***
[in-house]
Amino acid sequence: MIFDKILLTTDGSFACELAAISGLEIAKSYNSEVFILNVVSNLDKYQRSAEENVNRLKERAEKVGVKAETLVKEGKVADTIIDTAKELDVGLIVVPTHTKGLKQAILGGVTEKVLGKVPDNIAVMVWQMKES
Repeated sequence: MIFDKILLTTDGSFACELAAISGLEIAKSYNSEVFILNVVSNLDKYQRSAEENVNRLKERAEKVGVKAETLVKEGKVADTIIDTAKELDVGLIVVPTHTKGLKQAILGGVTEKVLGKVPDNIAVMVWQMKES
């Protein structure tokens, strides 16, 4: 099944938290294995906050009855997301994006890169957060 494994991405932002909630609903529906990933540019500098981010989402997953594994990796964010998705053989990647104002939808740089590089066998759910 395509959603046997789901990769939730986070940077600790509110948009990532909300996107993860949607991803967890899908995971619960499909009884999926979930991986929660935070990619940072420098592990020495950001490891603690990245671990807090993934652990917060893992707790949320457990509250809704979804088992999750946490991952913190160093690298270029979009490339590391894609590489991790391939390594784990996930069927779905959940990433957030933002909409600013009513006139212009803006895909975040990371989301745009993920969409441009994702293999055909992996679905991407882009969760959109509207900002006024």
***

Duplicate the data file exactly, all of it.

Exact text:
[in-house]
Amino acid sequence: MIFDKILLTTDGSFACELAAISGLEIAKSYNSEVFILNVVSNLDKYQRSAEENVNRLKERAEKVGVKAETLVKEGKVADTIIDTAKELDVGLIVVPTHTKGLKQAILGGVTEKVLGKVPDNIAVMVWQMKES
Repeated sequence: MIFDKILLTTDGSFACELAAISGLEIAKSYNSEVFILNVVSNLDKYQRSAEENVNRLKERAEKVGVKAETLVKEGKVADTIIDTAKELDVGLIVVPTHTKGLKQAILGGVTEKVLGKVPDNIAVMVWQMKES
């Protein structure tokens, strides 16, 4: 099944938290294995906050009855997301994006890169957060 494994991405932002909630609903529906990933540019500098981010989402997953594994990796964010998705053989990647104002939808740089590089066998759910 395509959603046997789901990769939730986070940077600790509110948009990532909300996107993860949607991803967890899908995971619960499909009884999926979930991986929660935070990619940072420098592990020495950001490891603690990245671990807090993934652990917060893992707790949320457990509250809704979804088992999750946490991952913190160093690298270029979009490339590391894609590489991790391939390594784990996930069927779905959940990433957030933002909409600013009513006139212009803006895909975040990371989301745009993920969409441009994702293999055909992996679905991407882009969760959109509207900002006024």